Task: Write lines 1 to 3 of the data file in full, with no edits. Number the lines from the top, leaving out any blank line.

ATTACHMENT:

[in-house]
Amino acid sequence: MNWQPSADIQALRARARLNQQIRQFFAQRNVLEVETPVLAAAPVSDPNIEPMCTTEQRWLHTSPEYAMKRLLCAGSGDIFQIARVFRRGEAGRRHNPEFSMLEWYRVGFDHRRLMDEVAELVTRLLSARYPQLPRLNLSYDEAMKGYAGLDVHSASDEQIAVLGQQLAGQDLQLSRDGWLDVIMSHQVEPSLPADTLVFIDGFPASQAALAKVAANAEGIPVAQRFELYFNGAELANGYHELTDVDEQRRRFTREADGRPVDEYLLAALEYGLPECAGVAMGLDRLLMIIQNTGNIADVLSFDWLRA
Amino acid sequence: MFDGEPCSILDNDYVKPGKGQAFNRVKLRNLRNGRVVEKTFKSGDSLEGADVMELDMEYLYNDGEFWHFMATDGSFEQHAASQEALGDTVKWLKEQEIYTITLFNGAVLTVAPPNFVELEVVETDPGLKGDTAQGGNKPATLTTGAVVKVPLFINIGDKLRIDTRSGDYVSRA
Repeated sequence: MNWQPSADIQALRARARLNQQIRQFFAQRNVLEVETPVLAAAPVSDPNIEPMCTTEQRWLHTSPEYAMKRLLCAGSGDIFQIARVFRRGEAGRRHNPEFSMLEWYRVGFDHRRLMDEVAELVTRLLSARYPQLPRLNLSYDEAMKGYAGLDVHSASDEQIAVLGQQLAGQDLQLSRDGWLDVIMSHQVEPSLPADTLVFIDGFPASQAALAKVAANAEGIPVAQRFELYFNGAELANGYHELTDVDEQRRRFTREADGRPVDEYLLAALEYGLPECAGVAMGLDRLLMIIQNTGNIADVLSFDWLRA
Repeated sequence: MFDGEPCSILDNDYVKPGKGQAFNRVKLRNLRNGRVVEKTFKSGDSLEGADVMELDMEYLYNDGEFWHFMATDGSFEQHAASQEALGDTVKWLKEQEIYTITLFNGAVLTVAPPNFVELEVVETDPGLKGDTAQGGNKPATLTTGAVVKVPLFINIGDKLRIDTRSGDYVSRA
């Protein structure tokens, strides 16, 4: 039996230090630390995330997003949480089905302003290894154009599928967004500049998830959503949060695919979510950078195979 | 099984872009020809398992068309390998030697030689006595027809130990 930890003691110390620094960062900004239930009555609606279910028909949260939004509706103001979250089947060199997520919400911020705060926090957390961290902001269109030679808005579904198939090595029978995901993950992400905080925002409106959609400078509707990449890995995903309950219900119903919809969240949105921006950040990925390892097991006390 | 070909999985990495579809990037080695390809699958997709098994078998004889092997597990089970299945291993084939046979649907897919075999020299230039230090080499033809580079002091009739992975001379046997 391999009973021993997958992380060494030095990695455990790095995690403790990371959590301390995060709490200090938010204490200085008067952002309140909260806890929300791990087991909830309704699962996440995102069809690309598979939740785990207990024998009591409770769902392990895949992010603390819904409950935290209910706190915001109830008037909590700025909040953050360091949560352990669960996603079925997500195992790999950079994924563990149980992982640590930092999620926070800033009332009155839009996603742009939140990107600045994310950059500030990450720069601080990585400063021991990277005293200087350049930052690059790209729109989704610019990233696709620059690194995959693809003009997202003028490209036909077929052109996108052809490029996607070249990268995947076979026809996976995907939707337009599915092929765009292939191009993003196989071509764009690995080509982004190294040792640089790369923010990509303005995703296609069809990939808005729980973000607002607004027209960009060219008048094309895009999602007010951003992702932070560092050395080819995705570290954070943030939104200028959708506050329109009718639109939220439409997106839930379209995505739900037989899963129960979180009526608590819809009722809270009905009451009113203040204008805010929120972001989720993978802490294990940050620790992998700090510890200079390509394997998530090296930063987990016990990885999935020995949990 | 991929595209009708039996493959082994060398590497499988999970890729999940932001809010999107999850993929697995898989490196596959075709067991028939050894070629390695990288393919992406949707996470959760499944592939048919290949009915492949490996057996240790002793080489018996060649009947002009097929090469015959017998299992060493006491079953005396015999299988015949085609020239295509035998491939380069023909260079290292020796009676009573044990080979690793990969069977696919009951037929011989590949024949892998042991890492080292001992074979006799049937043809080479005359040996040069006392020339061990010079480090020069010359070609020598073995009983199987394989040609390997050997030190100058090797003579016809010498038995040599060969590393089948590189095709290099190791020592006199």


[in-house]
Amino acid sequence: MNWQPSADIQALRARARLNQQIRQFFAQRNVLEVETPVLAAAPVSDPNIEPMCTTEQRWLHTSPEYAMKRLLCAGSGDIFQIARVFRRGEAGRRHNPEFSMLEWYRVGFDHRRLMDEVAELVTRLLSARYPQLPRLNLSYDEAMKGYAGLDVHSASDEQIAVLGQQLAGQDLQLSRDGWLDVIMSHQVEPSLPADTLVFIDGFPASQAALAKVAANAEGIPVAQRFELYFNGAELANGYHELTDVDEQRRRFTREADGRPVDEYLLAALEYGLPECAGVAMGLDRLLMIIQNTGNIADVLSFDWLRA
Amino acid sequence: MFDGEPCSILDNDYVKPGKGQAFNRVKLRNLRNGRVVEKTFKSGDSLEGADVMELDMEYLYNDGEFWHFMATDGSFEQHAASQEALGDTVKWLKEQEIYTITLFNGAVLTVAPPNFVELEVVETDPGLKGDTAQGGNKPATLTTGAVVKVPLFINIGDKLRIDTRSGDYVSRA